There are over three million registered nurses (RNs) in the U.S., making nursing the nation’s largest healthcare profession. It’s no wonder, then, that the nursing shortage has impacted virtually every level of the healthcare system. According to the U.S. Bureau of Labor Statistics (BLS), over 270,000 registered nurses will be needed by 2030. Texas alone will be short nearly 60,000 nurses by 2032—a deficit that will surely worsen as a result of the COVID-19 pandemic.  

None of this will come as a surprise to RNs, who’ve been on the frontlines of the pandemic for months and now years. Burnout comes with the territory of being a nurse, but the long hours, heavy workloads, and widespread death brought on by the pandemic are driving many nurses away from the profession and contributing to the nursing shortage. There is, however, a way for nurses to overcome these challenges, but to understand how, we have to discuss what caused the nursing shortage in the first place.    

What’s Causing the Nursing Shortage?  

COVID-19 may be the straw that broke the camel’s back, but hospitals have been dealing with nursing shortages for years, and the problem may be an inherent part of healthcare. As historian Susan M. Reverby puts it, the problem with contemporary American nursing is the duty “to care in a society that refuses to value caring.” Limitations can keep nurses from providing the best possible care, and the limitations placed on today’s nurses range from the political to the extremely personal.   

The Silver Tsunami 
Adults aged 65 and older are expected to number 77 million by 2034, outnumbering children for the first time in U.S. history. Older adults are living longer than ever—a testament to modern medicine and the dedication of healthcare workers. However, increased longevity brings an increased risk of experiencing conditions associated with aging, such as cardiovascular disease, chronic obstructive pulmonary disease, and dementia. As the aging population, or “silver tsunami,” grows, so too will the demands placed on RNs.  

Early Retirement 
About one million RNs are older than 50 years of age, meaning we could lose about one-quarter of all nurses to retirement within the next 15 years. Nursing students will be able to fill some but not all of these vacant roles, especially when there’s a nursing faculty shortage limiting the number of students who can be accepted into nursing school. The pandemic has only made matters worse, and some nurses who planned on devoting a few more years to patient care are instead taking early retirement.  

Nurse Burnout 
Throughout the COVID-19 pandemic, nurses have been caring for patients on the front lines. Having to watch patients die every shift has taken an emotional toll on nurses, many of whom feel like they’re running on fumes. “It was exhausting,” said ICU nurse Kaitlyn Chahar. “I wouldn’t eat. I wouldn’t be able to pee. I wasn’t drinking water because you’re just constantly doing things in your patient’s room to make sure that they don’t die, and a lot of them still died.” Burnout from the pandemic, combined with long hours, lack of support, and ungrateful patients, has left many nurses unsure what to do with their careers.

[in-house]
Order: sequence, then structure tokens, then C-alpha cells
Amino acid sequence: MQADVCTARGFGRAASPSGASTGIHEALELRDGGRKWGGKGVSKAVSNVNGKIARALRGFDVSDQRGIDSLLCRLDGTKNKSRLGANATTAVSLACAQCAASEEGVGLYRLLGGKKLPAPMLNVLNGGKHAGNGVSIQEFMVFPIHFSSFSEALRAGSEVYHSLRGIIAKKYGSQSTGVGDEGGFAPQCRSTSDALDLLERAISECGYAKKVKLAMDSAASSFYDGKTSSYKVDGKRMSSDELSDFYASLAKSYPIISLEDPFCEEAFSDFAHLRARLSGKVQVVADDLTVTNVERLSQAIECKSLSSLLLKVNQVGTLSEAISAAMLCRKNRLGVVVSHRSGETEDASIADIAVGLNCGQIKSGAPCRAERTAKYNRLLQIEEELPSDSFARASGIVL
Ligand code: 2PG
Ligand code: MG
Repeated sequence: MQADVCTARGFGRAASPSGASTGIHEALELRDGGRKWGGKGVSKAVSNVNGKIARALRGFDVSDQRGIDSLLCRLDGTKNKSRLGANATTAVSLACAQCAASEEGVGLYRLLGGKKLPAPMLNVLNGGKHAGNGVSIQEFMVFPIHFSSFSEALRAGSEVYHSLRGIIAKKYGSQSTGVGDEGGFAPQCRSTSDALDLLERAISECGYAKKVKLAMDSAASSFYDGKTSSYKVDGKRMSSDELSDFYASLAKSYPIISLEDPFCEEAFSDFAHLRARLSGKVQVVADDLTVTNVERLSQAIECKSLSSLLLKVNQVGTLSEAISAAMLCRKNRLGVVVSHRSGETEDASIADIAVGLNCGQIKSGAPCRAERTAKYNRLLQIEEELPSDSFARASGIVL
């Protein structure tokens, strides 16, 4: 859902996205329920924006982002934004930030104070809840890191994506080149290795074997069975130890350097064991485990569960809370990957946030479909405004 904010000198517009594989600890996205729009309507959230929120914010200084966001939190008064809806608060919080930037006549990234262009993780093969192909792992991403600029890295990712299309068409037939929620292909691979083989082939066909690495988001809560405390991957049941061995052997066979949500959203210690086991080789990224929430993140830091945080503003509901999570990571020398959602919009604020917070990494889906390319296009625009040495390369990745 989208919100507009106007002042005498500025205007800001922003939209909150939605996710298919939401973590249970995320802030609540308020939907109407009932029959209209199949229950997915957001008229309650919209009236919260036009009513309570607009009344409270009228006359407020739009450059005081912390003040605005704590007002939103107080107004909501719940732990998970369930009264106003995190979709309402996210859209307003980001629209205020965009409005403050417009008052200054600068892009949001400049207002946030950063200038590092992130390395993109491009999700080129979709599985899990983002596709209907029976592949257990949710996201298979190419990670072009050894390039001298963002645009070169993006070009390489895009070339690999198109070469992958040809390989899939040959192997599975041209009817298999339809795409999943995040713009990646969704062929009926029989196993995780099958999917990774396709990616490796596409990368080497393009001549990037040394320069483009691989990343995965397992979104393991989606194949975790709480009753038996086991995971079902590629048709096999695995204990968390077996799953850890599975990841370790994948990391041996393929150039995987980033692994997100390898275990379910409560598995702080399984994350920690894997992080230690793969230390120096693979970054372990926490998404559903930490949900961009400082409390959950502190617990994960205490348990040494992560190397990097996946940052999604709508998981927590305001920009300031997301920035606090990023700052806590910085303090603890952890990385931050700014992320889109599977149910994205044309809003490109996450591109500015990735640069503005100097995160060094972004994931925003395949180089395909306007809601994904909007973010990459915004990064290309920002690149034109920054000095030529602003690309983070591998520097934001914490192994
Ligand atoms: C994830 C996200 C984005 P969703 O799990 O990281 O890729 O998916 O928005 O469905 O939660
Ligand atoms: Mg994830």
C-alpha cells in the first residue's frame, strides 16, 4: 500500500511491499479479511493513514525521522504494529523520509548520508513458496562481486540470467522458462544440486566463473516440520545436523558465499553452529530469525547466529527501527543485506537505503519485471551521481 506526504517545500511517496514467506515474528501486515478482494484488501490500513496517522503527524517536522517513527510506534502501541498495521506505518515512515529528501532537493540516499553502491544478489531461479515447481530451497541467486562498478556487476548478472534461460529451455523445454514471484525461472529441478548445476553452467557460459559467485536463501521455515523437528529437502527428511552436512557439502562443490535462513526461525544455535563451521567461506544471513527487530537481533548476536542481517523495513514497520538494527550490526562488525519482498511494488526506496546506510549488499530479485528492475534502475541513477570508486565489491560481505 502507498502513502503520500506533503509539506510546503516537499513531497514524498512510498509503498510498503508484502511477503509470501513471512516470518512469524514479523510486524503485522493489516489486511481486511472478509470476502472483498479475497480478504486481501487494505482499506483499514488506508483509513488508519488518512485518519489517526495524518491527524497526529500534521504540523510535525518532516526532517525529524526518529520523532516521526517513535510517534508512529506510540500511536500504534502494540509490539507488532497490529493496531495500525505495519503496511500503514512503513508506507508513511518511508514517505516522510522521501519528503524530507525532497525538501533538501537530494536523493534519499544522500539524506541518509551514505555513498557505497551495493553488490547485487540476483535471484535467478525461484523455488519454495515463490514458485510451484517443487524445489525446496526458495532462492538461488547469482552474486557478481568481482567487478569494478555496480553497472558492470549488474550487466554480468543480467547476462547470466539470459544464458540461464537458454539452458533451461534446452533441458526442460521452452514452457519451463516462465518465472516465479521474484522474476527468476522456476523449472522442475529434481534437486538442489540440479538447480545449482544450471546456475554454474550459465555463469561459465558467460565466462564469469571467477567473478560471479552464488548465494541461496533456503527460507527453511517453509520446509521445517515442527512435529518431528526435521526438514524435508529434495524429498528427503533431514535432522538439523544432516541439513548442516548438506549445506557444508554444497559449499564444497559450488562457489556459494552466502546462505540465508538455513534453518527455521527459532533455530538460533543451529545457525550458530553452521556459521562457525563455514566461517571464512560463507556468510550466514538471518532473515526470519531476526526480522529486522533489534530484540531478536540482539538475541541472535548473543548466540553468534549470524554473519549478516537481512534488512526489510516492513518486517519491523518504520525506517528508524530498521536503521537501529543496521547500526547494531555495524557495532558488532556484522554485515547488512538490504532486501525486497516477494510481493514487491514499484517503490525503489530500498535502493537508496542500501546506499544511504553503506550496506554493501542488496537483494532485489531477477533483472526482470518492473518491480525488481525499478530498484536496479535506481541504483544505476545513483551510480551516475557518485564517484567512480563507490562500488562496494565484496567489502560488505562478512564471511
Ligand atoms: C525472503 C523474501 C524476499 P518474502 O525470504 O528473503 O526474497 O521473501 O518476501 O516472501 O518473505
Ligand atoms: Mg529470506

What Does the Nursing Shortage Mean for RNs and Patients?  

With their workforce dwindling, hospitals have turned to increasing patient-to-nurse ratios, which has been linked to burnout, turnover, and—alarmingly—patient death. Nurses who care for too many patients at once are more likely to commit errors and less likely to provide high-quality care. It’s a frustrating situation but one that gives nurses the leverage they need to advocate for change.  

Caring for Your Career, Patients, and Fellow Nurses 

Speaking on the importance of setting boundaries, nurse manager Avery Taylor said, “You can’t pour from an empty cup, right? I am still incredibly proud to be a nurse, but I don’t feel like I have to be a nurse at the sacrifice of myself. I still need to take care of myself.” Finding a balance may seem impossible during a nursing shortage, but for the nurses who continue to care—care for their careers, patients, and fellow nurses—there are few other options.  

Earn an RN to BSN From UT Permian Basin  

The University of Texas Permian Basin offers an online RN to BSN program that will prepare you for leadership roles in patient care. Accredited by the prestigious Commission on Collegiate Nursing Education (CCNE), our online program provides the knowledge needed to overcome today’s nursing challenges and foster a healthy work environment for the betterment of patients and staff.  

Within our online program, courses such as Strategy and Analysis of Organizational Process explore conflict resolution, negotiation skills, operations management and strategic planning—all areas essential for overcoming challenges created and worsened by the nursing shortage. Throughout this course, students learn how to improve population health outcomes by creating change in their units. This course, along with the rest of our online RN to BSN program, provides aspiring nursing leaders with the means to overcome staffing challenges and improve the quality of healthcare, which must be safeguarded during these difficult times. 

Ready to become a leader in nursing? Apply to our CCNE-accredited online RN to BSN program, and in as little as one year, you can graduate with a BSN from UT Permian Basin’s School of Nursing. Along with this prestigious credential, the knowledge and skills you’ll gain in our program will help you control the trajectory of your career, better provide for patient needs, and lead with confidence in your current or future nursing role.